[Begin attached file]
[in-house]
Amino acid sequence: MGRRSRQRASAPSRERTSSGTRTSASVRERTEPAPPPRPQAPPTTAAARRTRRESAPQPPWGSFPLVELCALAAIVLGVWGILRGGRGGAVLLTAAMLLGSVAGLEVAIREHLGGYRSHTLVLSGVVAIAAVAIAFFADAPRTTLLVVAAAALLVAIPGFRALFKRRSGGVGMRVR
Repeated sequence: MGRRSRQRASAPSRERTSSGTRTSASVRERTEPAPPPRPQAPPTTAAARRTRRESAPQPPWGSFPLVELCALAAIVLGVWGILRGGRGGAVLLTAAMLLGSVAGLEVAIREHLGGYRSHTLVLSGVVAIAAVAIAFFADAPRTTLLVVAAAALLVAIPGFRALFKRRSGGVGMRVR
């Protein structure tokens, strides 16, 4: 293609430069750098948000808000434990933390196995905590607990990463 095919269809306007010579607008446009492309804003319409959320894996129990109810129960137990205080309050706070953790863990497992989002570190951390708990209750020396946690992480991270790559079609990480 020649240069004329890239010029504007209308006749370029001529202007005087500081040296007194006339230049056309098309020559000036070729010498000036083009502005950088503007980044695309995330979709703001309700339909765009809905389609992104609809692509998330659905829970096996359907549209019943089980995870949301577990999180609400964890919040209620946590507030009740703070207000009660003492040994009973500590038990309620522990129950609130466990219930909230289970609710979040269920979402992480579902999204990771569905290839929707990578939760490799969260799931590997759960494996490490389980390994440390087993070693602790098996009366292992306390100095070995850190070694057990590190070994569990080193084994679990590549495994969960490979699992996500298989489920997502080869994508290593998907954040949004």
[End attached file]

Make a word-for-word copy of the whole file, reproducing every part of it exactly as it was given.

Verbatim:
[in-house]
Amino acid sequence: MGRRSRQRASAPSRERTSSGTRTSASVRERTEPAPPPRPQAPPTTAAARRTRRESAPQPPWGSFPLVELCALAAIVLGVWGILRGGRGGAVLLTAAMLLGSVAGLEVAIREHLGGYRSHTLVLSGVVAIAAVAIAFFADAPRTTLLVVAAAALLVAIPGFRALFKRRSGGVGMRVR
Repeated sequence: MGRRSRQRASAPSRERTSSGTRTSASVRERTEPAPPPRPQAPPTTAAARRTRRESAPQPPWGSFPLVELCALAAIVLGVWGILRGGRGGAVLLTAAMLLGSVAGLEVAIREHLGGYRSHTLVLSGVVAIAAVAIAFFADAPRTTLLVVAAAALLVAIPGFRALFKRRSGGVGMRVR
């Protein structure tokens, strides 16, 4: 293609430069750098948000808000434990933390196995905590607990990463 095919269809306007010579607008446009492309804003319409959320894996129990109810129960137990205080309050706070953790863990497992989002570190951390708990209750020396946690992480991270790559079609990480 020649240069004329890239010029504007209308006749370029001529202007005087500081040296007194006339230049056309098309020559000036070729010498000036083009502005950088503007980044695309995330979709703001309700339909765009809905389609992104609809692509998330659905829970096996359907549209019943089980995870949301577990999180609400964890919040209620946590507030009740703070207000009660003492040994009973500590038990309620522990129950609130466990219930909230289970609710979040269920979402992480579902999204990771569905290839929707990578939760490799969260799931590997759960494996490490389980390994440390087993070693602790098996009366292992306390100095070995850190070694057990590190070994569990080193084994679990590549495994969960490979699992996500298989489920997502080869994508290593998907954040949004």